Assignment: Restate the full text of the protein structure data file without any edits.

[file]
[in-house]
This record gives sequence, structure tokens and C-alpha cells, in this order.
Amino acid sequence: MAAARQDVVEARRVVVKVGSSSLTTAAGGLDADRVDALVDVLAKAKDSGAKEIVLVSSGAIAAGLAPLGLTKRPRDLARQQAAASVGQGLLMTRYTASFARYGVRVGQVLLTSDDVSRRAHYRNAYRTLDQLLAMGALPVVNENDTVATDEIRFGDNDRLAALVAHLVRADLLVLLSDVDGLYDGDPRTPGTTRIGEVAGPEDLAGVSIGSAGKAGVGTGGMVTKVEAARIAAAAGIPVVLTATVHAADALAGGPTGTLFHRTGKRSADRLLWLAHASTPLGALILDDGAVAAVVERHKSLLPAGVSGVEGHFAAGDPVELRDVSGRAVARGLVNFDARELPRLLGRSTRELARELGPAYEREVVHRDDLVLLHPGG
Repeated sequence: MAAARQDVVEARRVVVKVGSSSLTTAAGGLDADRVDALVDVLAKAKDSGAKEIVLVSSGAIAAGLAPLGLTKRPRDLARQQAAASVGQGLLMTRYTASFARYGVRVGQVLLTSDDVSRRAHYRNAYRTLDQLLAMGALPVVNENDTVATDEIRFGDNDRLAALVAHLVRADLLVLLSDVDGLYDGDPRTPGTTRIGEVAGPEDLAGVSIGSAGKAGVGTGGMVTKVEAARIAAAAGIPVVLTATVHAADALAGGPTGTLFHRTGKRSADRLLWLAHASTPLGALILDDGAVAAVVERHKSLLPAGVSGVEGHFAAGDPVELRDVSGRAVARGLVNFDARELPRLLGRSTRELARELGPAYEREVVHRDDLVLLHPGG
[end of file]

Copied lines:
[in-house]
This record gives sequence, structure tokens and C-alpha cells, in this order.
Amino acid sequence: MAAARQDVVEARRVVVKVGSSSLTTAAGGLDADRVDALVDVLAKAKDSGAKEIVLVSSGAIAAGLAPLGLTKRPRDLARQQAAASVGQGLLMTRYTASFARYGVRVGQVLLTSDDVSRRAHYRNAYRTLDQLLAMGALPVVNENDTVATDEIRFGDNDRLAALVAHLVRADLLVLLSDVDGLYDGDPRTPGTTRIGEVAGPEDLAGVSIGSAGKAGVGTGGMVTKVEAARIAAAAGIPVVLTATVHAADALAGGPTGTLFHRTGKRSADRLLWLAHASTPLGALILDDGAVAAVVERHKSLLPAGVSGVEGHFAAGDPVELRDVSGRAVARGLVNFDARELPRLLGRSTRELARELGPAYEREVVHRDDLVLLHPGG
Repeated sequence: MAAARQDVVEARRVVVKVGSSSLTTAAGGLDADRVDALVDVLAKAKDSGAKEIVLVSSGAIAAGLAPLGLTKRPRDLARQQAAASVGQGLLMTRYTASFARYGVRVGQVLLTSDDVSRRAHYRNAYRTLDQLLAMGALPVVNENDTVATDEIRFGDNDRLAALVAHLVRADLLVLLSDVDGLYDGDPRTPGTTRIGEVAGPEDLAGVSIGSAGKAGVGTGGMVTKVEAARIAAAAGIPVVLTATVHAADALAGGPTGTLFHRTGKRSADRLLWLAHASTPLGALILDDGAVAAVVERHKSLLPAGVSGVEGHFAAGDPVELRDVSGRAVARGLVNFDARELPRLLGRSTRELARELGPAYEREVVHRDDLVLLHPGG